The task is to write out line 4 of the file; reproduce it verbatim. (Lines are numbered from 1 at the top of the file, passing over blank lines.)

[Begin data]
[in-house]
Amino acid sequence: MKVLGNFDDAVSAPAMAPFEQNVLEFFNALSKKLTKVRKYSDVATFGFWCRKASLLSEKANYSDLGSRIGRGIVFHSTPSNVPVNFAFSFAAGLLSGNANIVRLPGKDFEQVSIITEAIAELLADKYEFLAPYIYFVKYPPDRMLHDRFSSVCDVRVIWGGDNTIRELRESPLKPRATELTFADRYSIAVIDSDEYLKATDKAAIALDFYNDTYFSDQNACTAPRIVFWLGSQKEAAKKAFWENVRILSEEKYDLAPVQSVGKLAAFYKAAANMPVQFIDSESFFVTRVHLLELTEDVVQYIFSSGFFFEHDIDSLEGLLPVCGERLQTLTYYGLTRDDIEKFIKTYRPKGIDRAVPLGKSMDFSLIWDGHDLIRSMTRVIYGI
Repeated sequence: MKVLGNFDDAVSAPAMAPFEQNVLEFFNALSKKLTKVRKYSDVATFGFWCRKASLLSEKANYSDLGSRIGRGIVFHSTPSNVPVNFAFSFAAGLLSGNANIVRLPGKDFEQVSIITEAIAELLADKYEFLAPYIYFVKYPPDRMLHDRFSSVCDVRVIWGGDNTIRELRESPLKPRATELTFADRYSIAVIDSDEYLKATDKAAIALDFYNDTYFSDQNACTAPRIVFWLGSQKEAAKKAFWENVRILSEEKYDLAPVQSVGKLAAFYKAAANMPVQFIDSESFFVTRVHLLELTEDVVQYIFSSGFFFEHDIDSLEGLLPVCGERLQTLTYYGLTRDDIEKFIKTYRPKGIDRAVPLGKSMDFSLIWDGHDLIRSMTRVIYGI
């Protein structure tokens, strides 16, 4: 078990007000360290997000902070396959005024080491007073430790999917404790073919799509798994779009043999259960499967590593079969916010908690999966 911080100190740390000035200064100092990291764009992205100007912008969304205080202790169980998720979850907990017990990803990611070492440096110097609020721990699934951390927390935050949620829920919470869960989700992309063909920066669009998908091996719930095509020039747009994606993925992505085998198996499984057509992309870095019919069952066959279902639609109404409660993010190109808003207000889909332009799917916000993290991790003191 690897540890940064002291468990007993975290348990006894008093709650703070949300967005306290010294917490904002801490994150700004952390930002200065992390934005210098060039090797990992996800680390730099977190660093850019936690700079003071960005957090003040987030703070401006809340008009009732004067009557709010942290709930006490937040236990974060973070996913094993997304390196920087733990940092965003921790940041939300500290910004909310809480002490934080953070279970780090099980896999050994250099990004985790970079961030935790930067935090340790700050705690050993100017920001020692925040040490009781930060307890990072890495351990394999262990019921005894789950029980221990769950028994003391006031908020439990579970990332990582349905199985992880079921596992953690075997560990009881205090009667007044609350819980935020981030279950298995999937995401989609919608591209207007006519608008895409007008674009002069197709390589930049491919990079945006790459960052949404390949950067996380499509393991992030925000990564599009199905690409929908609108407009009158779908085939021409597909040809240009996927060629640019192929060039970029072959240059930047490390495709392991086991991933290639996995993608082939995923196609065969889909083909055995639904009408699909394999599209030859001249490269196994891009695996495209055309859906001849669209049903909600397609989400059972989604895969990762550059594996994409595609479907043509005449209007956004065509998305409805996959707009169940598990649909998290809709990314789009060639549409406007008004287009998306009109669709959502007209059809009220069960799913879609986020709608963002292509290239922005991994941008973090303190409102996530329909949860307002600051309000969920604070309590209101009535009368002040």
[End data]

């Protein structure tokens, strides 16, 4: 078990007000360290997000902070396959005024080491007073430790999917404790073919799509798994779009043999259960499967590593079969916010908690999966 911080100190740390000035200064100092990291764009992205100007912008969304205080202790169980998720979850907990017990990803990611070492440096110097609020721990699934951390927390935050949620829920919470869960989700992309063909920066669009998908091996719930095509020039747009994606993925992505085998198996499984057509992309870095019919069952066959279902639609109404409660993010190109808003207000889909332009799917916000993290991790003191 690897540890940064002291468990007993975290348990006894008093709650703070949300967005306290010294917490904002801490994150700004952390930002200065992390934005210098060039090797990992996800680390730099977190660093850019936690700079003071960005957090003040987030703070401006809340008009009732004067009557709010942290709930006490937040236990974060973070996913094993997304390196920087733990940092965003921790940041939300500290910004909310809480002490934080953070279970780090099980896999050994250099990004985790970079961030935790930067935090340790700050705690050993100017920001020692925040040490009781930060307890990072890495351990394999262990019921005894789950029980221990769950028994003391006031908020439990579970990332990582349905199985992880079921596992953690075997560990009881205090009667007044609350819980935020981030279950298995999937995401989609919608591209207007006519608008895409007008674009002069197709390589930049491919990079945006790459960052949404390949950067996380499509393991992030925000990564599009199905690409929908609108407009009158779908085939021409597909040809240009996927060629640019192929060039970029072959240059930047490390495709392991086991991933290639996995993608082939995923196609065969889909083909055995639904009408699909394999599209030859001249490269196994891009695996495209055309859906001849669209049903909600397609989400059972989604895969990762550059594996994409595609479907043509005449209007956004065509998305409805996959707009169940598990649909998290809709990314789009060639549409406007008004287009998306009109669709959502007209059809009220069960799913879609986020709608963002292509290239922005991994941008973090303190409102996530329909949860307002600051309000969920604070309590209101009535009368002040």